Those five minutes were the longest of my life, and probably the very best of his. Because that fact was very obvious, I knew it was time for more. Yesterday, Gracie had ballet. We stopped at the store to pick up something to prepare for dinner, and on the way home to do that, we drove past a cluster of little boys playing soccer four houses away from home on our cul-de-sac street. Both kids knew all these little kids from the bus and from school, so I offered to stop and let them out. On the street. Without me. They have never moved so fast to get out of a car. I'm not even sure I had come to a full and complete stop.

I left them, but watched them as I went in and out of the house to put away groceries. They both looked so cute, and so big, and they sounded even bigger as they coordinated their glorious adventures with the neighborhood children (really, it was just the task of getting this soccer ball to that manhole, but when you're six going on seven, little else is so glorious). Gracie quickly tired of all the loud boys and came home to help me make crab cakes, but Bub stayed out for about eight "just five more minutes, puh-leeze" segments until I drug him inside to wash up and eat.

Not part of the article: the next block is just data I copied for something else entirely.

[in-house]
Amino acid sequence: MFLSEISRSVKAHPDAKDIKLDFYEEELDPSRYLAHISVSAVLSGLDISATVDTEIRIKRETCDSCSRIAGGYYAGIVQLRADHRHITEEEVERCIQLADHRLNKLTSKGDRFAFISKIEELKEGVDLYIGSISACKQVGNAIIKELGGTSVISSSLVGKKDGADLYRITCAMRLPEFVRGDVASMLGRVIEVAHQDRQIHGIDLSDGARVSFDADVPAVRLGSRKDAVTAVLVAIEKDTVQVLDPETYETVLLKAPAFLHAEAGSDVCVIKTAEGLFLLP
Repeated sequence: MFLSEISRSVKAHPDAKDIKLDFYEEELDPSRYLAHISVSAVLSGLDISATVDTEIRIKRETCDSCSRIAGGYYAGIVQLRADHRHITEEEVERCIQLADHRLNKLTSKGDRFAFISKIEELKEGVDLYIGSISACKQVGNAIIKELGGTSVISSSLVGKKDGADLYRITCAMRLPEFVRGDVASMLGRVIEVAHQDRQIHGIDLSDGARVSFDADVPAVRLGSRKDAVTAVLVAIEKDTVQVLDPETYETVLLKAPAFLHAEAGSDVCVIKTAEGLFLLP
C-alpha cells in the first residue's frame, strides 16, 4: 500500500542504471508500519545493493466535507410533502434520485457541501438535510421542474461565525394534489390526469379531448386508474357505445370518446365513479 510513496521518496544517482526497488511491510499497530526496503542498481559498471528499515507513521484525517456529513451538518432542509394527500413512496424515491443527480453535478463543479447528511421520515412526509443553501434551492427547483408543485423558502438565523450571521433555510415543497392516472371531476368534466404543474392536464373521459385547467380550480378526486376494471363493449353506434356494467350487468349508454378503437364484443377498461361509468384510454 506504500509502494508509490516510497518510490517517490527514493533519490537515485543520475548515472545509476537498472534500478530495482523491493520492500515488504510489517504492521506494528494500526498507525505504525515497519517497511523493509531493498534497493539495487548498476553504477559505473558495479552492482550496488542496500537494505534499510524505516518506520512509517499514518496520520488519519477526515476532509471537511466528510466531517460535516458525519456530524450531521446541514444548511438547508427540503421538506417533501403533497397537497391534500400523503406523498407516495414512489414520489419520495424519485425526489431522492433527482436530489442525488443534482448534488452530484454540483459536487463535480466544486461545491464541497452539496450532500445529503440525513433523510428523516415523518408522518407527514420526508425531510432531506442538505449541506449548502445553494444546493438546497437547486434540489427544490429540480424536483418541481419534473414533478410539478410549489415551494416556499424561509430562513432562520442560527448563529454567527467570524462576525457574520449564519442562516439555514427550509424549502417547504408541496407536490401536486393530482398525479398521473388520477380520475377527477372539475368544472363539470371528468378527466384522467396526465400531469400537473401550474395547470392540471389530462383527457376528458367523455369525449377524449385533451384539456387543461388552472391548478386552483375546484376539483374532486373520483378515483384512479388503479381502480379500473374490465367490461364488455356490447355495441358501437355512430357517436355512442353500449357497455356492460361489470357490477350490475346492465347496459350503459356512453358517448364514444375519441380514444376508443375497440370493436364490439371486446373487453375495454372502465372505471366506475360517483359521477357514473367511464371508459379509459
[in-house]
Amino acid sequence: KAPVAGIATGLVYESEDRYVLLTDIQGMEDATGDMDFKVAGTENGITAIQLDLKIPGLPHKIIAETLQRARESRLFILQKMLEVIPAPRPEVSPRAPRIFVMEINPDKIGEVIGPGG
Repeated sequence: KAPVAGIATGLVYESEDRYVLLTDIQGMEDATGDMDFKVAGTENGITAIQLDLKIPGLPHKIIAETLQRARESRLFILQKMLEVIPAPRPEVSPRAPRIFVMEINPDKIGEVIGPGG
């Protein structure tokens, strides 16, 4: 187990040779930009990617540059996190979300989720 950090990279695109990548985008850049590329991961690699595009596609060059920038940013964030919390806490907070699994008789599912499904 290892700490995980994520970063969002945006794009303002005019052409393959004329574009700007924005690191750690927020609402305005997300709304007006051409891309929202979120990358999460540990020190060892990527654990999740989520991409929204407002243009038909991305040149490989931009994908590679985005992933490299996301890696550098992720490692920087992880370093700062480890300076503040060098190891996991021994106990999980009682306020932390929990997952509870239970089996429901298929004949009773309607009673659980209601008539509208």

Bub has never been more alive as he was when he came in from playing alone. He had so much fun and went on and on about this game or that race or the cat whose tail they pulled. As I was explaining why cats tails shouldn't be pulled, I realized my letting go a little more and a little more often is the very best gift I could ever give him, and while admiring this new light in his eyes, I resigned myself to it.